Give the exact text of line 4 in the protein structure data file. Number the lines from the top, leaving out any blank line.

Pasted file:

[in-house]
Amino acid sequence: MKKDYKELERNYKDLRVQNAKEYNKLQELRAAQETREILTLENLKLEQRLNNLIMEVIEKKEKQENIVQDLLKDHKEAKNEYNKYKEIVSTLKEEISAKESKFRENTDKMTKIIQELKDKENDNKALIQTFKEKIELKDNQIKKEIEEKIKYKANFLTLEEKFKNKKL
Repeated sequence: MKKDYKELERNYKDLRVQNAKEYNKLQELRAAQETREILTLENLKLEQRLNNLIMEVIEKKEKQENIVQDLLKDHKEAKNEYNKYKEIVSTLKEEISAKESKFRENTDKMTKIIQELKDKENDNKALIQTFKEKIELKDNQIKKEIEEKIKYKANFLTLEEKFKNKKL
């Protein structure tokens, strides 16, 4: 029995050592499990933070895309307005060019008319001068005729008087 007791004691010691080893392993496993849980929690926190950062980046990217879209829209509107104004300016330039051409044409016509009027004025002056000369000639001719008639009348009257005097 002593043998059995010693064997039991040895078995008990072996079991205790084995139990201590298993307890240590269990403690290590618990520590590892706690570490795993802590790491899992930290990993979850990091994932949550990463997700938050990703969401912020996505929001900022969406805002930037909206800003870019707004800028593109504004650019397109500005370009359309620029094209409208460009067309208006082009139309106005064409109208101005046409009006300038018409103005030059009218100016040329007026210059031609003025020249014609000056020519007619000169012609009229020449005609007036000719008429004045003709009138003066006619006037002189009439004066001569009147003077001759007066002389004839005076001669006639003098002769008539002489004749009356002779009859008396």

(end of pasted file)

């Protein structure tokens, strides 16, 4: 029995050592499990933070895309307005060019008319001068005729008087 007791004691010691080893392993496993849980929690926190950062980046990217879209829209509107104004300016330039051409044409016509009027004025002056000369000639001719008639009348009257005097 002593043998059995010693064997039991040895078995008990072996079991205790084995139990201590298993307890240590269990403690290590618990520590590892706690570490795993802590790491899992930290990993979850990091994932949550990463997700938050990703969401912020996505929001900022969406805002930037909206800003870019707004800028593109504004650019397109500005370009359309620029094209409208460009067309208006082009139309106005064409109208101005046409009006300038018409103005030059009218100016040329007026210059031609003025020249014609000056020519007619000169012609009229020449005609007036000719008429004045003709009138003066006619006037002189009439004066001569009147003077001759007066002389004839005076001669006639003098002769008539002489004749009356002779009859008396």